image


WSSHE NEWSLINE

WSSHE NEWSLINE

Spring 2015



“MCP and New Code Changes for Building Owners & Managers"

by Eric Jensen
ThyssenKrupp Elevator
Service & Repair Sales

The State of Washington required MCP (Maintenance Control Program) is the first such requirement in the United States and represents significant changes regarding requirements for individuals who own or manage buildings with elevators. It is important to note that these changes affect both you and your Service Provider. The purpose of this article is to inform you of changes that are your responsibility as a building owner/manager so you can proactively meet the new requirements set forth by the Evergreen State.

You may have noticed on a recent inspection report (and if you have not, it is coming) that an emergency evacuation plan must be in place. This particular item produced a high level of anxiety among owners/managers who were concerned that the requirement would represent an extensive amount of work to meet. Most were relieved to find out that all that is required to meet the standard is the following language on a laminated piece of paper- “In Case of Entrapment call (your service provider and 24 hour number) or 911”. This laminated sign must be hung on, or near, the main line disconnect in the elevator machine room.

It is also the responsibility of owners/managers to insure that the fire extinguishers located in their elevator machine rooms (all machine rooms are required to have a charged fire extinguisher present) be inspected monthly to insure that the certification has not expired and that the extinguisher has not been discharged. This inspection is not to be confused with the annual certification provided by your preferred vendor, but rather requires building personnel to enter the machine room once a month, verify that the extinguisher has not been discharged and the annual certification is current, and sign off on the back of the tag currently attached to the extinguisher.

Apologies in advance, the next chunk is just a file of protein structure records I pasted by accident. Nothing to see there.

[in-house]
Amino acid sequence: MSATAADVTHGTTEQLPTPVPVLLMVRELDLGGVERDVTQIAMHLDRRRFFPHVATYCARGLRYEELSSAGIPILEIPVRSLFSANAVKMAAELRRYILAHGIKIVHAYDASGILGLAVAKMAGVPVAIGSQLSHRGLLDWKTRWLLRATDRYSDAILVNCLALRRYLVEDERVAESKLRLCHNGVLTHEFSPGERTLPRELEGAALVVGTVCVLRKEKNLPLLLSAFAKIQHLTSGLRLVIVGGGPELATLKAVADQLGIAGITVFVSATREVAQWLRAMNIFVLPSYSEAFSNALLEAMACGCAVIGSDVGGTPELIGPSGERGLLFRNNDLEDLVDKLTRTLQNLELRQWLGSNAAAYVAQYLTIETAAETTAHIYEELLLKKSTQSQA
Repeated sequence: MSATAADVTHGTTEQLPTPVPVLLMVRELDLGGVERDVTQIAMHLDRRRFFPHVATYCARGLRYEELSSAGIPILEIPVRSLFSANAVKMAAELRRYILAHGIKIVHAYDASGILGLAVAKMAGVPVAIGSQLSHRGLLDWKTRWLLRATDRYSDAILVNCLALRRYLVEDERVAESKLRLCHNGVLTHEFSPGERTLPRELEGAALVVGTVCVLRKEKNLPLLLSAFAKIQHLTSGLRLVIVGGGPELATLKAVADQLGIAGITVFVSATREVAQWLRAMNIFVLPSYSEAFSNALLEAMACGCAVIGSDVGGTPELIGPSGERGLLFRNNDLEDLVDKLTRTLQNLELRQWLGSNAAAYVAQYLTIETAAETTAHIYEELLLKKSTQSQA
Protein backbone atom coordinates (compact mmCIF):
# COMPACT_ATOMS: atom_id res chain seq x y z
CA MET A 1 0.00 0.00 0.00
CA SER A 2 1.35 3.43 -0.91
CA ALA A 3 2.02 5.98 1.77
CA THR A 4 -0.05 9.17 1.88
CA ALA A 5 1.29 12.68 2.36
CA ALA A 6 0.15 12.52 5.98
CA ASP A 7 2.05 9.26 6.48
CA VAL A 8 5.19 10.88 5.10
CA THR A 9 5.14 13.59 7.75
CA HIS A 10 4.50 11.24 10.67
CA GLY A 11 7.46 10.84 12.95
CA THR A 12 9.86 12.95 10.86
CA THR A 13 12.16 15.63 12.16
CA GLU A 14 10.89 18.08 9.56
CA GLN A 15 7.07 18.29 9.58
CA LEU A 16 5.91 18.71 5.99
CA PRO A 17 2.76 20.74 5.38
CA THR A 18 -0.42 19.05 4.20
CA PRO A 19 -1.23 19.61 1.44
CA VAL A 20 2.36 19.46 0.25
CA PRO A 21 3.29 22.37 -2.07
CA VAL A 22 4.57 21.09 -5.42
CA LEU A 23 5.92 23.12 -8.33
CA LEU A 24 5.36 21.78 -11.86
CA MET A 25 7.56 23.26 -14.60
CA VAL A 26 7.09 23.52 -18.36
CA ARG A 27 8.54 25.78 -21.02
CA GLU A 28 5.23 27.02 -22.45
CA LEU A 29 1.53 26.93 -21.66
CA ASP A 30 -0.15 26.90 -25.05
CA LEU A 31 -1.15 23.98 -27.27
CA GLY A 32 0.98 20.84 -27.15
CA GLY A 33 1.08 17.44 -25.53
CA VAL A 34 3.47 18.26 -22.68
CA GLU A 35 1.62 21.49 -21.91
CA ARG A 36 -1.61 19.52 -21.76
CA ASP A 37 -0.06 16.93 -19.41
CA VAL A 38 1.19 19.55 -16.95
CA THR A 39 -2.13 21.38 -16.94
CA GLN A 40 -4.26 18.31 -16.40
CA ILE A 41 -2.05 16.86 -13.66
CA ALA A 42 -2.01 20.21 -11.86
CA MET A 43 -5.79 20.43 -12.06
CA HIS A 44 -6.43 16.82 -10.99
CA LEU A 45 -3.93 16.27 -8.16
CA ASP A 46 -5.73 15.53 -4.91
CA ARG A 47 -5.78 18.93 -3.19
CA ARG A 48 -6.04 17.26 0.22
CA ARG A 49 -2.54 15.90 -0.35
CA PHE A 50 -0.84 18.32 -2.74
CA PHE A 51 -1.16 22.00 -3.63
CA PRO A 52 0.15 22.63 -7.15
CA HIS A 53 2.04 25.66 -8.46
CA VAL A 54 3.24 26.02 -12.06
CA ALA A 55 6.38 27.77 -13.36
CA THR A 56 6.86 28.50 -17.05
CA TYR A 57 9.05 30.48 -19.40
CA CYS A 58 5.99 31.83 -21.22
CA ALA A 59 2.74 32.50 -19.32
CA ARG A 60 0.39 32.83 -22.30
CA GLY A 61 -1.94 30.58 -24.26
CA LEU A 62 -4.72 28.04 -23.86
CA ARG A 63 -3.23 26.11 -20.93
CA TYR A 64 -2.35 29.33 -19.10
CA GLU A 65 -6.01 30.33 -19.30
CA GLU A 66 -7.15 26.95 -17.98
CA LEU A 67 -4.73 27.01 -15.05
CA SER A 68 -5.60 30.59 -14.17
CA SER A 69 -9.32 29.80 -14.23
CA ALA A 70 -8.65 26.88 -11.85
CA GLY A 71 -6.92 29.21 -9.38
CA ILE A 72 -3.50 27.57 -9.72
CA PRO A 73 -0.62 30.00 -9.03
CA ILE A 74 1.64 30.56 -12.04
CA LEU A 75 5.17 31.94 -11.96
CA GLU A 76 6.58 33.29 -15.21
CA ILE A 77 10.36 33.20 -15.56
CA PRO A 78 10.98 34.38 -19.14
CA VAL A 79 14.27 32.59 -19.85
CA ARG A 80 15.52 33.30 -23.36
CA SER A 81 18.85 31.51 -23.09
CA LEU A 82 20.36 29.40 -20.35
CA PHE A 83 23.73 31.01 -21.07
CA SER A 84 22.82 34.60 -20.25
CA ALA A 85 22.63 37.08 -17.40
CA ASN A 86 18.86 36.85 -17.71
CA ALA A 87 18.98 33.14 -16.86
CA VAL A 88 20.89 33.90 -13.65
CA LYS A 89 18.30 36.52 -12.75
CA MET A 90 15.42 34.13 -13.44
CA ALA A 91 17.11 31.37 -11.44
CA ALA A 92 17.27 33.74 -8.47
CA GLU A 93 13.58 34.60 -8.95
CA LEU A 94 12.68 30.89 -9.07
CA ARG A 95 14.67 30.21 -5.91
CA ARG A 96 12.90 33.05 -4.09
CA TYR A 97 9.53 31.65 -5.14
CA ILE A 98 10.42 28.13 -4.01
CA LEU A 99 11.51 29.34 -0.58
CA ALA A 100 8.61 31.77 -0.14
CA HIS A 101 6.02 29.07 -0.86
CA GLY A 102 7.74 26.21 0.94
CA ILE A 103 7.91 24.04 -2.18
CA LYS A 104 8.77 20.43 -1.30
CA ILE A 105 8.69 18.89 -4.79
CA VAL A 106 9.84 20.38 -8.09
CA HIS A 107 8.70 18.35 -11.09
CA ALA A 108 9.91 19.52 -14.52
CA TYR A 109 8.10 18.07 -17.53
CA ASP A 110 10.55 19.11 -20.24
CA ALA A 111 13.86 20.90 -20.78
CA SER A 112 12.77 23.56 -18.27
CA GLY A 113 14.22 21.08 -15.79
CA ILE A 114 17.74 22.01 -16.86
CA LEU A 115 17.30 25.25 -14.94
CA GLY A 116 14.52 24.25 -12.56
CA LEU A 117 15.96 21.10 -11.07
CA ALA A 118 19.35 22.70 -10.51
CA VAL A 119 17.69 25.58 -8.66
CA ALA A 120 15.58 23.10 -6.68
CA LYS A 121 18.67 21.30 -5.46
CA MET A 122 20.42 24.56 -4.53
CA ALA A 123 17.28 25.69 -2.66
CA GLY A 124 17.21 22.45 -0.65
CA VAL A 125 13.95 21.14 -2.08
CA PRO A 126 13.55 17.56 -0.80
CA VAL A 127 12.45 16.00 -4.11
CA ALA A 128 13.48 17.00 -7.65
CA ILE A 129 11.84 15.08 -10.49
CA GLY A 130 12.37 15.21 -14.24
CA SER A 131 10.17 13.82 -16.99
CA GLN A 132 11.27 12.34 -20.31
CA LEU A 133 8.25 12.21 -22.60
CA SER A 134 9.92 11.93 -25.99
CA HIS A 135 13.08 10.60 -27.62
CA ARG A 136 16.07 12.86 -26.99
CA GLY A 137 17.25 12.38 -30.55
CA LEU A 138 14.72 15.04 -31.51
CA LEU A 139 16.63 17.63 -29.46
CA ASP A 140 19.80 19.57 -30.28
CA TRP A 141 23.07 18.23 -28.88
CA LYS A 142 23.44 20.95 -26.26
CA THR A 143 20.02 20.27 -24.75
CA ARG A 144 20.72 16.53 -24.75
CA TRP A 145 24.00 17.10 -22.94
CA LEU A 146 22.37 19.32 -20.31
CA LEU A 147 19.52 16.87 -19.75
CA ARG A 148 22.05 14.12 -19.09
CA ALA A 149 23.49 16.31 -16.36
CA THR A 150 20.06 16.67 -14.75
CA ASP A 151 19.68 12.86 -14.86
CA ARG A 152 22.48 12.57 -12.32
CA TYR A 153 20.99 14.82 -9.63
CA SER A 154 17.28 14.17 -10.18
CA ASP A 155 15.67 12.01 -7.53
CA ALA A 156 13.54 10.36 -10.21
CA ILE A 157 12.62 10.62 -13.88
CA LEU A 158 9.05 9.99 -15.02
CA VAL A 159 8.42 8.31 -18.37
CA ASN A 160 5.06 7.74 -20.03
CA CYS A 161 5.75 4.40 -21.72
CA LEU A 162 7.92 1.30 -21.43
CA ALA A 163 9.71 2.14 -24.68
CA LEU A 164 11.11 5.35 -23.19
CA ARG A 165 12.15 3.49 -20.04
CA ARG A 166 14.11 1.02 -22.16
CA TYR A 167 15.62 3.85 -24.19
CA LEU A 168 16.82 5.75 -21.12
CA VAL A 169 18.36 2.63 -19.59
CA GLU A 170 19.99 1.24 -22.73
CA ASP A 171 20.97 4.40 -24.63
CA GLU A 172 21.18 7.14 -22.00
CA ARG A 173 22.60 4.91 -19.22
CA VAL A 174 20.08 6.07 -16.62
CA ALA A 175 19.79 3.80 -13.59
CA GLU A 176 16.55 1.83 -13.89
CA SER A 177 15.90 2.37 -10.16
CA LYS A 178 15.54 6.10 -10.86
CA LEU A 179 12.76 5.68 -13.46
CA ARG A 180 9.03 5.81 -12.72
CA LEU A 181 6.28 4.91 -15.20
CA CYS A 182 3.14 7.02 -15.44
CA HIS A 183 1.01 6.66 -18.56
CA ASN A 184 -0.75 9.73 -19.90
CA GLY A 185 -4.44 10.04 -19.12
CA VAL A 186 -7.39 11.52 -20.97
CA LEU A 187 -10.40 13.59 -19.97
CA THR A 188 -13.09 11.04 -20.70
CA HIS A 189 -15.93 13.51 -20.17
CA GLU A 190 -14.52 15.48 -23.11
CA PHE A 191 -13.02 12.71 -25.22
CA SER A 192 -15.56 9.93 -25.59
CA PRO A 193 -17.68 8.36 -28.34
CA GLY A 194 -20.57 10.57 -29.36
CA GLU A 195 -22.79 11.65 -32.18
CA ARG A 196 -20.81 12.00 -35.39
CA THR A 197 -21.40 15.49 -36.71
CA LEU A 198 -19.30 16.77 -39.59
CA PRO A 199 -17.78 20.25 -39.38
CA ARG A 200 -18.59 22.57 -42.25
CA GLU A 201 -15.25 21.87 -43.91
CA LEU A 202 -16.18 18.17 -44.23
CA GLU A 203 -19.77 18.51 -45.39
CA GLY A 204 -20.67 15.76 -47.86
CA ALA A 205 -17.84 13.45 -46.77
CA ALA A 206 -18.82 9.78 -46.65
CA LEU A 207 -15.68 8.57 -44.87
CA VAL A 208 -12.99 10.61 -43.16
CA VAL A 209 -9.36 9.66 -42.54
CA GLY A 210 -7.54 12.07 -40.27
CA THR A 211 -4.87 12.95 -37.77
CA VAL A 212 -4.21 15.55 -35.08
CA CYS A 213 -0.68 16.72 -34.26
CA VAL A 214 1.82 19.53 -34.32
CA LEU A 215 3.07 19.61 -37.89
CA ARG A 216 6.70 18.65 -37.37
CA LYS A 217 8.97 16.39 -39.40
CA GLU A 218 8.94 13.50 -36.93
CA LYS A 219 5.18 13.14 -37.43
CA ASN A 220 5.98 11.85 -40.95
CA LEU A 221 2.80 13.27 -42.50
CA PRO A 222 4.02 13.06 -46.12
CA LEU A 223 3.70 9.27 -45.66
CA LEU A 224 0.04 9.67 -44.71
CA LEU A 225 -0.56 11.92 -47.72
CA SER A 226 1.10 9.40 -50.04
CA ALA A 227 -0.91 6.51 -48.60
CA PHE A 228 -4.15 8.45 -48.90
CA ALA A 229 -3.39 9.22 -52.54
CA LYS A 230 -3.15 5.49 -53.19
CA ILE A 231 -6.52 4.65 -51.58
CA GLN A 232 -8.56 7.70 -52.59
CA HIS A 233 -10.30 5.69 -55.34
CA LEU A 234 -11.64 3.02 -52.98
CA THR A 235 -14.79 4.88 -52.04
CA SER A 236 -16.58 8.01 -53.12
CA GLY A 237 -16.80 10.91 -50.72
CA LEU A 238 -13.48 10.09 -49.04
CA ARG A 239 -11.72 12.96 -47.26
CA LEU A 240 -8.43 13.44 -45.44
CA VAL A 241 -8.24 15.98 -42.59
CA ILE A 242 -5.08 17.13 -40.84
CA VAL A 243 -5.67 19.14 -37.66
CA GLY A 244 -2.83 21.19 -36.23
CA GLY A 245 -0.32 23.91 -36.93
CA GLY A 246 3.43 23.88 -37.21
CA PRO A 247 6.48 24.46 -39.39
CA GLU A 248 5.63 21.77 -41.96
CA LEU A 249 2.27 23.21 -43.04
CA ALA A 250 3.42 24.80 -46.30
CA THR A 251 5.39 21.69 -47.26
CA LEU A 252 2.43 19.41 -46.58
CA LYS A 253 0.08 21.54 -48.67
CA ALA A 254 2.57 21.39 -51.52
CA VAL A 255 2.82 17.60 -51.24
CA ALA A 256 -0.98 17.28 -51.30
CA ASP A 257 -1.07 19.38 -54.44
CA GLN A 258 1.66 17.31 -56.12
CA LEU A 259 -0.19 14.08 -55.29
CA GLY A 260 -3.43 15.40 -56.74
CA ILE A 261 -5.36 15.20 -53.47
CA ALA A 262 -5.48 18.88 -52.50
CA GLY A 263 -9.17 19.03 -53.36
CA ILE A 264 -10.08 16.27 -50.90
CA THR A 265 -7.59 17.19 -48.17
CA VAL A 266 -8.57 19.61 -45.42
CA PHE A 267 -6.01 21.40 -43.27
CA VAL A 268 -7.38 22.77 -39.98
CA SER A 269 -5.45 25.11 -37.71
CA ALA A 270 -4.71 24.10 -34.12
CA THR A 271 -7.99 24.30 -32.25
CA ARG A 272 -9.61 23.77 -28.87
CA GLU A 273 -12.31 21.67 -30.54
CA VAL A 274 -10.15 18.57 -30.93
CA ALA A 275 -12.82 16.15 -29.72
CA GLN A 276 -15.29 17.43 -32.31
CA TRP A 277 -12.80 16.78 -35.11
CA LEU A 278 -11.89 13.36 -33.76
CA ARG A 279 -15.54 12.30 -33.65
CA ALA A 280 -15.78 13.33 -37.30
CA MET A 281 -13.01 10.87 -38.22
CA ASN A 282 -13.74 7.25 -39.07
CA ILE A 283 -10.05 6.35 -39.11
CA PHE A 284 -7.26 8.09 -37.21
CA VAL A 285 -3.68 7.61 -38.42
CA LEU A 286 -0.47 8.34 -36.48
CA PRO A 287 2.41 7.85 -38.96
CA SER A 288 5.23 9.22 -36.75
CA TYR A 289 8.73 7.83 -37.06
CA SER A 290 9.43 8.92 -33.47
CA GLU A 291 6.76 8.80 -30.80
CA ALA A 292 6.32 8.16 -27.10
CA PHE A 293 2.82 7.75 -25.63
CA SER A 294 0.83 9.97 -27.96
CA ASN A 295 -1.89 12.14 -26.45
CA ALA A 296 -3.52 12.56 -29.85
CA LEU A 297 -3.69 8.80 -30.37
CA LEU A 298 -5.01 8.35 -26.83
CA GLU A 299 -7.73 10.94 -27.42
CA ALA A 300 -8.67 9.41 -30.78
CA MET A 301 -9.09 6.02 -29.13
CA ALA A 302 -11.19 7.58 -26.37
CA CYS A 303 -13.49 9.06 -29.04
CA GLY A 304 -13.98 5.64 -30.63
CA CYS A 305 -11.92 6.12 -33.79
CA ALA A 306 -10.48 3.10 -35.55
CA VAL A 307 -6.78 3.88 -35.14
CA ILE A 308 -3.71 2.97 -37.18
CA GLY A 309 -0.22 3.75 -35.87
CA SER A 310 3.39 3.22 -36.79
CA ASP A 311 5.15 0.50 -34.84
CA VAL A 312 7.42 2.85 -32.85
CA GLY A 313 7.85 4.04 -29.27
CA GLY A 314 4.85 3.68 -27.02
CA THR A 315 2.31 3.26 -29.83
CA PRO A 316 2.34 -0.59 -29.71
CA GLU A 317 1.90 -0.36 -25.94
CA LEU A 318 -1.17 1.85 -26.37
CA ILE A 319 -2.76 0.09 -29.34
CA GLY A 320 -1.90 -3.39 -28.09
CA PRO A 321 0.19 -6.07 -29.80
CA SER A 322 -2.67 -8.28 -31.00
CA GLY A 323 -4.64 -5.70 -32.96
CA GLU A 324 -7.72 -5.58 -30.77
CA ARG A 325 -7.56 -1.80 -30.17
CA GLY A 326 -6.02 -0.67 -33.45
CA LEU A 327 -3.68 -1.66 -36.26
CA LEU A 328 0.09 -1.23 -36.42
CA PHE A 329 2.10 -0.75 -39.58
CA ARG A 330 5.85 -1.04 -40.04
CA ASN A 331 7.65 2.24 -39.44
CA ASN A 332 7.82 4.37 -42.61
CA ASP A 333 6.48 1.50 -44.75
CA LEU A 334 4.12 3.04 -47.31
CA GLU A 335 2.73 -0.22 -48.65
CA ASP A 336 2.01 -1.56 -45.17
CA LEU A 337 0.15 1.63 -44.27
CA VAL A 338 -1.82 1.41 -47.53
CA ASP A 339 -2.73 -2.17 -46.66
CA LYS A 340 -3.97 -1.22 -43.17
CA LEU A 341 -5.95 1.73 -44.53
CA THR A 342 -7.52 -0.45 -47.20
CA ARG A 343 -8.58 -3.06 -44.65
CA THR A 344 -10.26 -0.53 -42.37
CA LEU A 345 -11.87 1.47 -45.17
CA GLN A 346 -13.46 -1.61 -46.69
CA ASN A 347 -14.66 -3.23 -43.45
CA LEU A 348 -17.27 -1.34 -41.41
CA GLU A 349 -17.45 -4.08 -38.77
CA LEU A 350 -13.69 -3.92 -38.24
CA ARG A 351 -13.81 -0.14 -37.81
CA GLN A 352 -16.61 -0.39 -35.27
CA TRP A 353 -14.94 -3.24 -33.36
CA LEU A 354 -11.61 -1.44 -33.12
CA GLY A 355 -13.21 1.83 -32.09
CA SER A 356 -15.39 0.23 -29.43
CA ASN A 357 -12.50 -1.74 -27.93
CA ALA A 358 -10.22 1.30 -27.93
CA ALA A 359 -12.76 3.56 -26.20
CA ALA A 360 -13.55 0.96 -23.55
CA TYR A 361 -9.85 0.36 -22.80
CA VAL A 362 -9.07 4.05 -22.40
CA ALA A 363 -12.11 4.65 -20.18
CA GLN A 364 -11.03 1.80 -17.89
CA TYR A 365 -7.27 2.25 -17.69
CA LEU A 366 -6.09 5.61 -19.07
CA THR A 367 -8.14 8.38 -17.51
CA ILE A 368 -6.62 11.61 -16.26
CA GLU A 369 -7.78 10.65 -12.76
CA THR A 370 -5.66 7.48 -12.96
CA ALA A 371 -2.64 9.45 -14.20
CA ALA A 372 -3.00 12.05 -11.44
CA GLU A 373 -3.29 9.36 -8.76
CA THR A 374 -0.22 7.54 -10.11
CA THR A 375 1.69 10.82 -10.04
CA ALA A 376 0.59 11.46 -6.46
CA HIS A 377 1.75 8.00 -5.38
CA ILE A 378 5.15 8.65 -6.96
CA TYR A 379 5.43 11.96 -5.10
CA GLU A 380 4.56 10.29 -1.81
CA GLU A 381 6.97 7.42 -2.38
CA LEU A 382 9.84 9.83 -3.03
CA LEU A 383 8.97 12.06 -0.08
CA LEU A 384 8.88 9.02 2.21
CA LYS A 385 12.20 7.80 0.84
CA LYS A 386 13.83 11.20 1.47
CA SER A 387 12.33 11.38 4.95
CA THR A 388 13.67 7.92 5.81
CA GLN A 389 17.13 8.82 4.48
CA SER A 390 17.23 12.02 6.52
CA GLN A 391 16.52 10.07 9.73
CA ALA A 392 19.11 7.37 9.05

Building owners/managers must also insure that elevator schematic prints are located in the machine room. Your elevator was delivered with a set of prints, but over the years they occasionally have a tendency of disappearing. You can rest assured that most of you have prints in your machine rooms but I would encourage you to make a copy to put in a safe place in the event that they should go missing as the expense to reproduce them can be high.

Finally, there is a new expense that you should be aware of and it regards Hydraulic Surge Valve Testing. This is a new requirement by the State of Washington and requires a crew to load your elevator to capacity to test the integrity of the pit surge valve. The State has determined that the date of original installation (plus an interval of five) determines when the test is due- for example if the conveyance was installed in 2000, the test will be due in 2015 and if the original installation occurred in 2003, the test is not due until 2018. It is important to note that not all elevators have a surge valve (usually depends on date of installation) but your service provider will be able to provide this information so you can budget for the new expense.

Eric Jensen
ThyssenKrupp Elevator
Service & Repair Sales
[May 6, 2015]

Issues of the WSSHE NEWSLINE can be found at:
http://wsshe.org/news.htm#newsline
 


The WSSHE NEWSLINE is published quarterly as a service to WSSHE Members. The purpose of the NEWSLINE is to promote the Society by sharing information of interest to the Members. Please send brief articles or information updates to the WSSHE Office:
WSSHE@AMInc.org